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For decades cosmologists have wondered about the nature of dark energy, the proposed antigravitational force behind the accelerating expansion of the universe. Since the 1990s astronomers have observed that the universe is not only expanding, but also increasing its expansion rate. This is very strange, because the collective gravitational pull of all the “stuff” in the universe would be expected to eventually reverse cosmic expansion, or at least slow it down. Instead, just like a ball gently tossed overhead suddenly soaring off into the heavens, some mysterious force—the aforementioned “dark energy”—is pushing far-distant, galaxy-filled regions of space away from us at ever-greater speeds. No known physics has fully explained this phenomenon; it remains a cosmic enigma, and its true, as-yet-unknown nature will profoundly shape the ultimate fate of our universe.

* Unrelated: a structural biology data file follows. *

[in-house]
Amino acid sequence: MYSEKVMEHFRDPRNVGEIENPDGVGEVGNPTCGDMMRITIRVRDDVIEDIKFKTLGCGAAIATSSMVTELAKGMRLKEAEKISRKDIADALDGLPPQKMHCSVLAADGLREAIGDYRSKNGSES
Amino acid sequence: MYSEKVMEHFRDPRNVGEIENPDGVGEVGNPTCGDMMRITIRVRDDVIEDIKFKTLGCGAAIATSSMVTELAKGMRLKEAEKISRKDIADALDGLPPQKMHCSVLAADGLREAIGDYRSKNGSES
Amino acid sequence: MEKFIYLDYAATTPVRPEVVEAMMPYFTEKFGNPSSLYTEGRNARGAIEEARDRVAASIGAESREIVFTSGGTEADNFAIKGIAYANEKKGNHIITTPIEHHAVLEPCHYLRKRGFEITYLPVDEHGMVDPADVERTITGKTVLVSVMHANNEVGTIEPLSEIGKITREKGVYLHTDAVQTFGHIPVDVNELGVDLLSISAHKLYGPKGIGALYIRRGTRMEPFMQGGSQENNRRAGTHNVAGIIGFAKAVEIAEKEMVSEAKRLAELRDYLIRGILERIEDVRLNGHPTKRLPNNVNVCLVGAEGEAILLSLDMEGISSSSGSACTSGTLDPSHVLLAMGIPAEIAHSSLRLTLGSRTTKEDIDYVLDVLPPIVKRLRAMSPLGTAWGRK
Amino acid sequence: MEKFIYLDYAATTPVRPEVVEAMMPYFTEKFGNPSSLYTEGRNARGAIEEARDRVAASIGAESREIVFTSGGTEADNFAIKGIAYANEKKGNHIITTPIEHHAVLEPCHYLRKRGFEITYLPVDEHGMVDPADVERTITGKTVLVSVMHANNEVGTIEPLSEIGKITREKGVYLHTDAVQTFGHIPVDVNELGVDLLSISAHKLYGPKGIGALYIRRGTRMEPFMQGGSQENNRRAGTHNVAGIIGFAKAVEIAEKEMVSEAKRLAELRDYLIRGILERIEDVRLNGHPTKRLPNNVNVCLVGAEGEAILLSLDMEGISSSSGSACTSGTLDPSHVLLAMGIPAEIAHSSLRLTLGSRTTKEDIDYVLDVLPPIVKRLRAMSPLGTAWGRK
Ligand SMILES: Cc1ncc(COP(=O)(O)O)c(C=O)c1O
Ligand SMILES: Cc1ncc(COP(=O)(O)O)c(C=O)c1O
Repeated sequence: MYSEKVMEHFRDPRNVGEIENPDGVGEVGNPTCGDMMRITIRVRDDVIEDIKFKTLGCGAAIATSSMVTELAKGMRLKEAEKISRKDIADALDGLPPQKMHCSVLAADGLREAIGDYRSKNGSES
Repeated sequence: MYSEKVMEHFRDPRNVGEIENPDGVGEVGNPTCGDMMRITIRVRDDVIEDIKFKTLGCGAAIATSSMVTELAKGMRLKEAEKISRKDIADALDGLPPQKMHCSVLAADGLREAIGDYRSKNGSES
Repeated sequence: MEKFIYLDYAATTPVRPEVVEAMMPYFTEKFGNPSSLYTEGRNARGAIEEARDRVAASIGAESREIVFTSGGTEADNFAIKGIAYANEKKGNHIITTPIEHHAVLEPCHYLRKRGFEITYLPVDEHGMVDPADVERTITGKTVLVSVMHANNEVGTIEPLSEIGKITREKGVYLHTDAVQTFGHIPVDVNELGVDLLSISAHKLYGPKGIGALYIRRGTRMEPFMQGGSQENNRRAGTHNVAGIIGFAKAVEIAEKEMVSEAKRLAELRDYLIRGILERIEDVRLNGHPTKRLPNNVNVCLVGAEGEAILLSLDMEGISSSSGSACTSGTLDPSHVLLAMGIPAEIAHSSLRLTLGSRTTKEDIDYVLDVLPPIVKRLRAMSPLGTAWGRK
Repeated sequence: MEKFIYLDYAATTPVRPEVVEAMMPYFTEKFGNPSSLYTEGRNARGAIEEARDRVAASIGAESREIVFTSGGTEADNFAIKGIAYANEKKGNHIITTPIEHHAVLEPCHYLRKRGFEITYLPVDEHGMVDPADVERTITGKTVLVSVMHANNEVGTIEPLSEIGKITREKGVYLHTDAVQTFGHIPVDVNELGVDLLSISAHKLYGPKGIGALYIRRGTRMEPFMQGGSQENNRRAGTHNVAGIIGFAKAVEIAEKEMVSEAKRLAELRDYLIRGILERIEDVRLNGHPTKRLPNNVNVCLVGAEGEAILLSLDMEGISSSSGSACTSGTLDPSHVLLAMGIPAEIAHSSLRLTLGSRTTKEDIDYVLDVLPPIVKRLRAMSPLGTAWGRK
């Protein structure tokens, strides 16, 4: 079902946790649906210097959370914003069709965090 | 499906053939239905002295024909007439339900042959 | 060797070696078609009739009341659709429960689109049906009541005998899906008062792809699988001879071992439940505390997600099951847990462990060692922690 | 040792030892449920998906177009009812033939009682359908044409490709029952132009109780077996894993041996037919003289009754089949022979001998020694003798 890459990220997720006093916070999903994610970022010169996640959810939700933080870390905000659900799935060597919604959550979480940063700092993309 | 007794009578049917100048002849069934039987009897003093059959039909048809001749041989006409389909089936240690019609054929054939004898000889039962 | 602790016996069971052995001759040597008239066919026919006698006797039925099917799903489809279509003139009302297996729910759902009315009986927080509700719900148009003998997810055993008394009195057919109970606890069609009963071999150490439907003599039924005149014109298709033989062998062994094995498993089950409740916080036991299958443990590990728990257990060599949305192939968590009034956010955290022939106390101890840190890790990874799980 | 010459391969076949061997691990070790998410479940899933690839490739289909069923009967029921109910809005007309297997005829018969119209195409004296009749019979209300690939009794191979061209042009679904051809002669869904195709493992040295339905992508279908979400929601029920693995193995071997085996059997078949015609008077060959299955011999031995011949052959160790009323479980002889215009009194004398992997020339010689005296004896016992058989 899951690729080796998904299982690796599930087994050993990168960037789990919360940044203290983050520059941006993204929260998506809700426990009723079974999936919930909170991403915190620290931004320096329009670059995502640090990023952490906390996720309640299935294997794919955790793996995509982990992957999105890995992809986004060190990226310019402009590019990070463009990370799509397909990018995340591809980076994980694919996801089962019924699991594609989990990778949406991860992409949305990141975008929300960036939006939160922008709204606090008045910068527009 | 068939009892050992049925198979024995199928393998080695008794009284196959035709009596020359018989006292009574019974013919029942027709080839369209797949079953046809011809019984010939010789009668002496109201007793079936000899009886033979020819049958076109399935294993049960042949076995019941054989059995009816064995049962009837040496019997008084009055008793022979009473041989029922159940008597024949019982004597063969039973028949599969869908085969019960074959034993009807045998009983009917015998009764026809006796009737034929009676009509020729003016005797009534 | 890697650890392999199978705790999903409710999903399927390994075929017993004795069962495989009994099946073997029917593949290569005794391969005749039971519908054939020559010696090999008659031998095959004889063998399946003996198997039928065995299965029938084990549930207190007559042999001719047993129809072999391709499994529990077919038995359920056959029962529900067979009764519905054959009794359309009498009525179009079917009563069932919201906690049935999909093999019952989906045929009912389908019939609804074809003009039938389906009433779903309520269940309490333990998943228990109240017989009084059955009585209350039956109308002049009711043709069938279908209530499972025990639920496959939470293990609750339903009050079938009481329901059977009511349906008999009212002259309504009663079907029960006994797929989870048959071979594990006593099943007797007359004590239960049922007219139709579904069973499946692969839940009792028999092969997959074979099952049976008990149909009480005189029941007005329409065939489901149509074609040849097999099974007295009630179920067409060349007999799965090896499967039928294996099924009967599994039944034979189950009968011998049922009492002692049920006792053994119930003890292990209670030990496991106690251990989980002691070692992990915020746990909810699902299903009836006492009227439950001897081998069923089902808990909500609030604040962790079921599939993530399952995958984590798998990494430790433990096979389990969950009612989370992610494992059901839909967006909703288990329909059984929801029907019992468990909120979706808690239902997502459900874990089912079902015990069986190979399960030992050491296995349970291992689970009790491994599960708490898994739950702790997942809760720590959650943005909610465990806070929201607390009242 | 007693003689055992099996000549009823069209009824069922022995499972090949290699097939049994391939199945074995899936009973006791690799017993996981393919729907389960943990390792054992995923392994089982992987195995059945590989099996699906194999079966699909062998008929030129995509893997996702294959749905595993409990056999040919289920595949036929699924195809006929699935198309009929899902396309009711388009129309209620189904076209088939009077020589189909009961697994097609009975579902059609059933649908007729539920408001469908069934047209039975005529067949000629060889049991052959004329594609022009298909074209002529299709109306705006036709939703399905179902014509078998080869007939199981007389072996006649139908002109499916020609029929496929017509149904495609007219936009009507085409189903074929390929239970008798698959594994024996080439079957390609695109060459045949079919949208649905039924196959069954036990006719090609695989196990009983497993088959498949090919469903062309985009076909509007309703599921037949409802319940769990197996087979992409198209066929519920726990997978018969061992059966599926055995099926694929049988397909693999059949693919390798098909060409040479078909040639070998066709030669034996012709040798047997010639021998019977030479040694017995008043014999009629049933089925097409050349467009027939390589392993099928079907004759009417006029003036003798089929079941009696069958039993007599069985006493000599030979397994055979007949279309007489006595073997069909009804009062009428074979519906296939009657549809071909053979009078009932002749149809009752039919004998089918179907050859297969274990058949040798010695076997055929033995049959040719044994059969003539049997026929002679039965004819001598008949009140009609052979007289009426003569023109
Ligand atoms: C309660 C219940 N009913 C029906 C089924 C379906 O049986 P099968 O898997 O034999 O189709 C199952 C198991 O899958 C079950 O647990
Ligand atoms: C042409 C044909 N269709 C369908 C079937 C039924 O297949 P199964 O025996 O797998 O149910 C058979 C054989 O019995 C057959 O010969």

Now, however, a new theoretical study, submitted for publication at the Journal for Cosmology and Astroparticle Physics, suggests dark energy’s apparent antigravitational properties may be the natural, inevitable consequence of how gravity works in the first place, at the universe’s most fundamental quantum scales. If eventually verified by further cosmological evidence, the idea would represent a major breakthrough in the long quest to mend the schism between physicists’ two most cherished theories: quantum mechanics, which describes the microscopic world of particles and fields, and general relativity, which describes the macroscopic cosmos of planets, stars and galaxies. General relativity posits that gravity is an emergent property of curves and warps in spacetime—the fabric of reality itself—but the theory loses its predictive power at quantum scales; conversely, quantum mechanics accurately incorporates all other known fundamental forces save for gravity, which fails to fit into the theory. Thus, many physicists suspect a quantum theory of gravity is the only way to unify these two opposing approaches..

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